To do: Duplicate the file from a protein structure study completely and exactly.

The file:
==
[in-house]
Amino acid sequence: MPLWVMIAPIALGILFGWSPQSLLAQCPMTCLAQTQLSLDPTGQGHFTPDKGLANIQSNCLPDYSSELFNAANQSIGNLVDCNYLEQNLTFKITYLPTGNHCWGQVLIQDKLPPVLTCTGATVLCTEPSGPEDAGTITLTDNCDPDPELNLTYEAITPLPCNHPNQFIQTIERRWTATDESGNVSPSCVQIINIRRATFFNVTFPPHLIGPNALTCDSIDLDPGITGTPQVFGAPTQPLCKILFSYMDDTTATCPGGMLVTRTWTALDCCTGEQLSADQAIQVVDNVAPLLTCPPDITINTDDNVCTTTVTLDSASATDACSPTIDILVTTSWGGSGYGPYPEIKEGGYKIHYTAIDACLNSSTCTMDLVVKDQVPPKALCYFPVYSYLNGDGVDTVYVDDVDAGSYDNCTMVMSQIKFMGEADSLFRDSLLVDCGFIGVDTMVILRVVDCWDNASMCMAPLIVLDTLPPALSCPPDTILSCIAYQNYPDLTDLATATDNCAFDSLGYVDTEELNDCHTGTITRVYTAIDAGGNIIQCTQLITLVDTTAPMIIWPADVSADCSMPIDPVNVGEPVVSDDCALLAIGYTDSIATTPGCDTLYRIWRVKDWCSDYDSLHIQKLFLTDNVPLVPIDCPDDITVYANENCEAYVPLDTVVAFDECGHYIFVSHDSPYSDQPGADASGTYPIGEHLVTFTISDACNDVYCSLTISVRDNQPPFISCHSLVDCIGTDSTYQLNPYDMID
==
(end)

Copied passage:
[in-house]
Amino acid sequence: MPLWVMIAPIALGILFGWSPQSLLAQCPMTCLAQTQLSLDPTGQGHFTPDKGLANIQSNCLPDYSSELFNAANQSIGNLVDCNYLEQNLTFKITYLPTGNHCWGQVLIQDKLPPVLTCTGATVLCTEPSGPEDAGTITLTDNCDPDPELNLTYEAITPLPCNHPNQFIQTIERRWTATDESGNVSPSCVQIINIRRATFFNVTFPPHLIGPNALTCDSIDLDPGITGTPQVFGAPTQPLCKILFSYMDDTTATCPGGMLVTRTWTALDCCTGEQLSADQAIQVVDNVAPLLTCPPDITINTDDNVCTTTVTLDSASATDACSPTIDILVTTSWGGSGYGPYPEIKEGGYKIHYTAIDACLNSSTCTMDLVVKDQVPPKALCYFPVYSYLNGDGVDTVYVDDVDAGSYDNCTMVMSQIKFMGEADSLFRDSLLVDCGFIGVDTMVILRVVDCWDNASMCMAPLIVLDTLPPALSCPPDTILSCIAYQNYPDLTDLATATDNCAFDSLGYVDTEELNDCHTGTITRVYTAIDAGGNIIQCTQLITLVDTTAPMIIWPADVSADCSMPIDPVNVGEPVVSDDCALLAIGYTDSIATTPGCDTLYRIWRVKDWCSDYDSLHIQKLFLTDNVPLVPIDCPDDITVYANENCEAYVPLDTVVAFDECGHYIFVSHDSPYSDQPGADASGTYPIGEHLVTFTISDACNDVYCSLTISVRDNQPPFISCHSLVDCIGTDSTYQLNPYDMID